People go on vacation and take pictures. It’s what you do. It’s simply what vacationers do when they travel to exotic, never before seen places. Photography is an amazing phenomenon that we take for granted in the 21st century. The way we are able to harness a memory by simply capturing a blend of light and color with a machine is truly amazing.

However, there are instances when this miracle of capturing light, falls short of our desires and expectations. Follow me on a short magic carpet ride through some tips that I have gathered in my travels around the world.

Budapest Bath House
Sunset over Budapest Bath House on Christmas Eve.

Traveling and shooting photos go hand in hand. Not only does it compliment your Hawaiian shirt and fanny pack, but it immediately pegs you as a tourist.

No. 1, accept the fact that you’re a tourist and embrace it with grace and intelligence. If someone throws you a skeptical eye, keep snapping on, but be smart and hold yourself with a certain level of discretion. You’re not going to buy the traditional garments of every nation to blend in, so you might as well avoid the headache trying enjoy documenting your experience. However there are some exceptions, which leads me to tip No. 2.

Israel Soldier
Tay Dayborg from Israel, at Mount Herzl, Jerusalem

This point segues to my next tip. It’s a simple one. Several years ago, I was on the beautiful island of Sicily, Italy taking photos around a rustic, dust filled neighborhood. On the corner were two men drinking coffee. Not thinking anything bad of the calm situation. I snapped a quick photo of one of the men who happened to be looking my way just as I took the photo. Instantly he got up and walked toward me. A bit startled, I quickly erased the photo before he arrived. When he approached me I saw he was holding out his hand, he wanted money for the photo. I explained that it was gone and that he had nothing to fear. Nonetheless, he watched me intently as I scrolled through every single photo I had on the camera. Tip No. 3, if you get caught taking a photo of someone you shouldn’t be, erase it or give the subject of the photograph what they want in order for them to be happy.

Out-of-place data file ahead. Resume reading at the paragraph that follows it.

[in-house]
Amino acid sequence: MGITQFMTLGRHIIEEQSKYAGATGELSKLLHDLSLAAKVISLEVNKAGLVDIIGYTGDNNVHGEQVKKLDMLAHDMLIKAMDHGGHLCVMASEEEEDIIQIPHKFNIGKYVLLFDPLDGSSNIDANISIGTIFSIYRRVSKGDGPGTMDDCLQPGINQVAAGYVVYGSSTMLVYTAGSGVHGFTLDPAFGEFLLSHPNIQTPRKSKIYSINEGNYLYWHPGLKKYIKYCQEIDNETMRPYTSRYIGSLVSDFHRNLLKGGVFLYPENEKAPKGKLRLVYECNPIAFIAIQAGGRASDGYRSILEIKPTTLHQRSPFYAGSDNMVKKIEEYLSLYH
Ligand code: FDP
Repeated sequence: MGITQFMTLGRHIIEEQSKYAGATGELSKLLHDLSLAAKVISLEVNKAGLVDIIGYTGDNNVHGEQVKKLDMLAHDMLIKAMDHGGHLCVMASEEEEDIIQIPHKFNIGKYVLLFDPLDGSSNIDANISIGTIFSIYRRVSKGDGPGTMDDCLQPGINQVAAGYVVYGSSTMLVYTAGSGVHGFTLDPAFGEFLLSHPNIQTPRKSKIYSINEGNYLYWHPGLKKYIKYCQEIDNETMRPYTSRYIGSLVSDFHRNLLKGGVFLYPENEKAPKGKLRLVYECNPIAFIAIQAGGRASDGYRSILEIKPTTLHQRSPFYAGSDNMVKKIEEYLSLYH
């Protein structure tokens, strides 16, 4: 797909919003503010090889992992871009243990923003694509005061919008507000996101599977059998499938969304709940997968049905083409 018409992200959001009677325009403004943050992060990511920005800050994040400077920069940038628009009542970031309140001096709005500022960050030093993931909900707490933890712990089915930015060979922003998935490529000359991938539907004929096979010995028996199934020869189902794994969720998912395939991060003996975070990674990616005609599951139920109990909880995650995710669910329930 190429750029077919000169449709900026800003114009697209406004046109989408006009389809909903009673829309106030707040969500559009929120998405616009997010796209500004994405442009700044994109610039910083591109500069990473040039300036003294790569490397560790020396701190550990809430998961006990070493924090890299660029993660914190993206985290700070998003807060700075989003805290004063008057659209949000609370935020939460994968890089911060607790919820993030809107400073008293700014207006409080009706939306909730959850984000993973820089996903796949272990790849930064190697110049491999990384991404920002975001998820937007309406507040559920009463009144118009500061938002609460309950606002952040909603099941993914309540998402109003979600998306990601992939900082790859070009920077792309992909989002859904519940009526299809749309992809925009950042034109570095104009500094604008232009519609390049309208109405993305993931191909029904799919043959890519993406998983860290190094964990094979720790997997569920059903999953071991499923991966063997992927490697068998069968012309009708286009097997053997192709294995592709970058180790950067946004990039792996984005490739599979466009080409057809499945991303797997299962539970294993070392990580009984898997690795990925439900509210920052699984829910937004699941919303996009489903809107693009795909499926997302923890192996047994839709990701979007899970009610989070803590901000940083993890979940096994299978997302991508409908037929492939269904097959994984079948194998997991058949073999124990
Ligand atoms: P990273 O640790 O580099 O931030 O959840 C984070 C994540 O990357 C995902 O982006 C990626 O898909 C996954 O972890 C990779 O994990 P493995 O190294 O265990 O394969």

Tip No. 4, pay attention to your surroundings. Look everywhere from every angle, you never know what could be waiting for you in the distance just a few feet away you. Timing is crucial. A moment in time is lost forever if you are not actively looking for it. This goes for foreground and background as well. Understand the dynamics of your depth of field and move to the best spot within your environment. By positioning yourself at just the right place, you can truly have your picture follow speak a thousand words.

Abhi Sarkar
Abhi Sarkar from Santa Barbara, at Moab National Park.

Tip No. 5, call a friend’s name at the right moment for a dynamic candid. People look their best when they are doing something that they love or truly inspires someone. See your friend staring out over a beautiful landscape? Get your camera ready, call their name and snap the photo before they realize what just happened. I find that catching people with their guard down produces some of the most engaging photos. Often, people lost in thought seem to stare right into the camera with such intensity that I feel as though they can see my very soul. The feeling is contagious, yet hard to pull off consistently. Keep practicing, who knows what you will find within the eyes of someone you thought you knew.

Marian Amira
Marian Amira Jonjo hailing from London, England, “caught” at the Marin Headlands.

When traveling, be respectful and mindful of where you are to the best of your ability. Enjoy your privilege as a photographer; heft that clunky camera around with pride. Use this machine wisely, knowing that not everyone can have the same opportunity as you to document the beauty of life. Keep on snappin’.

*All photos taken by Trevor Raven Foster, All rights reserved*

Written by Trevor Foster, Videographer/Photographer